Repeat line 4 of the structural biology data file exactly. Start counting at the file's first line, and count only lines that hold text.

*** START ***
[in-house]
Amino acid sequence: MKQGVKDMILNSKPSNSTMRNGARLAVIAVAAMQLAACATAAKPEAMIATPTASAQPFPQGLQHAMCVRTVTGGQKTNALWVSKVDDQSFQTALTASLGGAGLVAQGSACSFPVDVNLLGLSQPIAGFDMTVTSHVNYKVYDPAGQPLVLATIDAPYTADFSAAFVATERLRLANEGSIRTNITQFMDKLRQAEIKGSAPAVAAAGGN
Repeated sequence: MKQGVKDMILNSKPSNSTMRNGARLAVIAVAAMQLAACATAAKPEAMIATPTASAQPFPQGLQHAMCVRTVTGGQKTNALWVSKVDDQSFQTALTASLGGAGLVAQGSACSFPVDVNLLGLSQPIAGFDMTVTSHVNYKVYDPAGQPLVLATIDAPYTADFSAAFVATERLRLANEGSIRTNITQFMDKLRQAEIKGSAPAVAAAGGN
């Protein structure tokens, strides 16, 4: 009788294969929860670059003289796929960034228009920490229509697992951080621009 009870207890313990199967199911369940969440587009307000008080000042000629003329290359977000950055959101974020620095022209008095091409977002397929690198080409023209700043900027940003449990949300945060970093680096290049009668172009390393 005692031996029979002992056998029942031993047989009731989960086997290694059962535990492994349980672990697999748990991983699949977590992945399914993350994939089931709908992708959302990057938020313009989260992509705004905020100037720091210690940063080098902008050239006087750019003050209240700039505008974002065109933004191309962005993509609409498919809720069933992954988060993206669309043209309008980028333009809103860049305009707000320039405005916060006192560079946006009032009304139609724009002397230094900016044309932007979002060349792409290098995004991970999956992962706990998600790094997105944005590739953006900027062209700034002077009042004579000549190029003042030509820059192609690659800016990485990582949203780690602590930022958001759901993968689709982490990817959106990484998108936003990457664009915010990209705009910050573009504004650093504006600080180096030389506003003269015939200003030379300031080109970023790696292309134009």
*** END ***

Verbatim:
């Protein structure tokens, strides 16, 4: 009788294969929860670059003289796929960034228009920490229509697992951080621009 009870207890313990199967199911369940969440587009307000008080000042000629003329290359977000950055959101974020620095022209008095091409977002397929690198080409023209700043900027940003449990949300945060970093680096290049009668172009390393 005692031996029979002992056998029942031993047989009731989960086997290694059962535990492994349980672990697999748990991983699949977590992945399914993350994939089931709908992708959302990057938020313009989260992509705004905020100037720091210690940063080098902008050239006087750019003050209240700039505008974002065109933004191309962005993509609409498919809720069933992954988060993206669309043209309008980028333009809103860049305009707000320039405005916060006192560079946006009032009304139609724009002397230094900016044309932007979002060349792409290098995004991970999956992962706990998600790094997105944005590739953006900027062209700034002077009042004579000549190029003042030509820059192609690659800016990485990582949203780690602590930022958001759901993968689709982490990817959106990484998108936003990457664009915010990209705009910050573009504004650093504006600080180096030389506003003269015939200003030379300031080109970023790696292309134009």